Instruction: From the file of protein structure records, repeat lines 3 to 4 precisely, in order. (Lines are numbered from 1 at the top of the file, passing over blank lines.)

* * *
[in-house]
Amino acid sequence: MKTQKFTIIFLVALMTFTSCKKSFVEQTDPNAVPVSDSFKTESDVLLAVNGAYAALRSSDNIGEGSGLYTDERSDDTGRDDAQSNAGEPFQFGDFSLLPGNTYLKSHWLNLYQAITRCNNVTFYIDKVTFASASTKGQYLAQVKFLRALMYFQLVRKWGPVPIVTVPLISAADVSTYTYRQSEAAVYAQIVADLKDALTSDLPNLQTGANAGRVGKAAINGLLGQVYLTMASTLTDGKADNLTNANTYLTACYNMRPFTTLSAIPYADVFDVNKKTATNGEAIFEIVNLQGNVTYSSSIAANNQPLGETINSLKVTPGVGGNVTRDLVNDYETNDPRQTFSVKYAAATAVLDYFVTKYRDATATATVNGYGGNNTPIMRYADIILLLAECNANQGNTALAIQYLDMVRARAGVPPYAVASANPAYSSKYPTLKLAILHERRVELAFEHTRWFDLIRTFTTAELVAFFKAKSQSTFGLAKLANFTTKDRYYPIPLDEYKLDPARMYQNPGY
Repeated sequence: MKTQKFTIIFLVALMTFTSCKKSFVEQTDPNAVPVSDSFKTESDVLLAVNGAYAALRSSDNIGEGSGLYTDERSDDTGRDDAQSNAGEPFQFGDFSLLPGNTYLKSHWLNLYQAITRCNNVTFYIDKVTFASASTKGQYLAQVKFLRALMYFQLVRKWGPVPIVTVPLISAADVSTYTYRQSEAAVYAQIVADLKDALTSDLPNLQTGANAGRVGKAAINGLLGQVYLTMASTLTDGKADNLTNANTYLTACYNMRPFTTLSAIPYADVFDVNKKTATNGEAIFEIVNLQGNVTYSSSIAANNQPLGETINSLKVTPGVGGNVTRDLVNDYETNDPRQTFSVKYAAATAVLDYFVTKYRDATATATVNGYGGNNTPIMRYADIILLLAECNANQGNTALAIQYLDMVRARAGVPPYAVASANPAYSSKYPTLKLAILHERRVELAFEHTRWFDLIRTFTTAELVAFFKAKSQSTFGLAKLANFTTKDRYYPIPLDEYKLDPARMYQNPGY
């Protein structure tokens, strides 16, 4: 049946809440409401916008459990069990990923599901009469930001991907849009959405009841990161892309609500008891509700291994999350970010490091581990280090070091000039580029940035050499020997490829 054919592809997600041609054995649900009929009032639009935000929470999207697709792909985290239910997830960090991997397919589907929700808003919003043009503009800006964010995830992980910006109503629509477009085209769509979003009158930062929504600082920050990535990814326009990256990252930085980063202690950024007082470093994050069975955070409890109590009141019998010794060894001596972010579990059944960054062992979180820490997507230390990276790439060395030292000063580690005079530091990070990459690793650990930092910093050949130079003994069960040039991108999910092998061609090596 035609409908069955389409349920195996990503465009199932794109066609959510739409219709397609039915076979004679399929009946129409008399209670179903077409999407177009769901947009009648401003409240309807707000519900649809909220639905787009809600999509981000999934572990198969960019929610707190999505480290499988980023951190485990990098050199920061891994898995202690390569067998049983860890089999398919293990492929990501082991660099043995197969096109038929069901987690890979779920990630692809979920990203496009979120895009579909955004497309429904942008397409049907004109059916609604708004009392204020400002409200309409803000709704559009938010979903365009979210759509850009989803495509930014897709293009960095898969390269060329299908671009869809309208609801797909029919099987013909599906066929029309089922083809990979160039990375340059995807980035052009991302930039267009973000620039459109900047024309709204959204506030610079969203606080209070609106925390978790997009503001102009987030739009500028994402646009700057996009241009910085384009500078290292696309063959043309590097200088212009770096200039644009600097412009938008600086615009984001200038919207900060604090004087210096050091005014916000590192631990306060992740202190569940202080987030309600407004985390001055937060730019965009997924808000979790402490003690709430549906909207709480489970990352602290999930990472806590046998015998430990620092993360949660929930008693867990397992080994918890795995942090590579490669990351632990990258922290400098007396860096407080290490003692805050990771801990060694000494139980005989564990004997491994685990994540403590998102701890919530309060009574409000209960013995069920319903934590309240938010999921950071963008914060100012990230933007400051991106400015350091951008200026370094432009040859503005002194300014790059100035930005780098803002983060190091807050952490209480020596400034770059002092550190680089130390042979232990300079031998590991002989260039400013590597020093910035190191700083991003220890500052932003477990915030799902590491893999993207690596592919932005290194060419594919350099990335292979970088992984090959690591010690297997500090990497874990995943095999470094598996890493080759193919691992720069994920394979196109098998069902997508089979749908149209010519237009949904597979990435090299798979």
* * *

Repeated sequence: MKTQKFTIIFLVALMTFTSCKKSFVEQTDPNAVPVSDSFKTESDVLLAVNGAYAALRSSDNIGEGSGLYTDERSDDTGRDDAQSNAGEPFQFGDFSLLPGNTYLKSHWLNLYQAITRCNNVTFYIDKVTFASASTKGQYLAQVKFLRALMYFQLVRKWGPVPIVTVPLISAADVSTYTYRQSEAAVYAQIVADLKDALTSDLPNLQTGANAGRVGKAAINGLLGQVYLTMASTLTDGKADNLTNANTYLTACYNMRPFTTLSAIPYADVFDVNKKTATNGEAIFEIVNLQGNVTYSSSIAANNQPLGETINSLKVTPGVGGNVTRDLVNDYETNDPRQTFSVKYAAATAVLDYFVTKYRDATATATVNGYGGNNTPIMRYADIILLLAECNANQGNTALAIQYLDMVRARAGVPPYAVASANPAYSSKYPTLKLAILHERRVELAFEHTRWFDLIRTFTTAELVAFFKAKSQSTFGLAKLANFTTKDRYYPIPLDEYKLDPARMYQNPGY
């Protein structure tokens, strides 16, 4: 049946809440409401916008459990069990990923599901009469930001991907849009959405009841990161892309609500008891509700291994999350970010490091581990280090070091000039580029940035050499020997490829 054919592809997600041609054995649900009929009032639009935000929470999207697709792909985290239910997830960090991997397919589907929700808003919003043009503009800006964010995830992980910006109503629509477009085209769509979003009158930062929504600082920050990535990814326009990256990252930085980063202690950024007082470093994050069975955070409890109590009141019998010794060894001596972010579990059944960054062992979180820490997507230390990276790439060395030292000063580690005079530091990070990459690793650990930092910093050949130079003994069960040039991108999910092998061609090596 035609409908069955389409349920195996990503465009199932794109066609959510739409219709397609039915076979004679399929009946129409008399209670179903077409999407177009769901947009009648401003409240309807707000519900649809909220639905787009809600999509981000999934572990198969960019929610707190999505480290499988980023951190485990990098050199920061891994898995202690390569067998049983860890089999398919293990492929990501082991660099043995197969096109038929069901987690890979779920990630692809979920990203496009979120895009579909955004497309429904942008397409049907004109059916609604708004009392204020400002409200309409803000709704559009938010979903365009979210759509850009989803495509930014897709293009960095898969390269060329299908671009869809309208609801797909029919099987013909599906066929029309089922083809990979160039990375340059995807980035052009991302930039267009973000620039459109900047024309709204959204506030610079969203606080209070609106925390978790997009503001102009987030739009500028994402646009700057996009241009910085384009500078290292696309063959043309590097200088212009770096200039644009600097412009938008600086615009984001200038919207900060604090004087210096050091005014916000590192631990306060992740202190569940202080987030309600407004985390001055937060730019965009997924808000979790402490003690709430549906909207709480489970990352602290999930990472806590046998015998430990620092993360949660929930008693867990397992080994918890795995942090590579490669990351632990990258922290400098007396860096407080290490003692805050990771801990060694000494139980005989564990004997491994685990994540403590998102701890919530309060009574409000209960013995069920319903934590309240938010999921950071963008914060100012990230933007400051991106400015350091951008200026370094432009040859503005002194300014790059100035930005780098803002983060190091807050952490209480020596400034770059002092550190680089130390042979232990300079031998590991002989260039400013590597020093910035190191700083991003220890500052932003477990915030799902590491893999993207690596592919932005290194060419594919350099990335292979970088992984090959690591010690297997500090990497874990995943095999470094598996890493080759193919691992720069994920394979196109098998069902997508089979749908149209010519237009949904597979990435090299798979």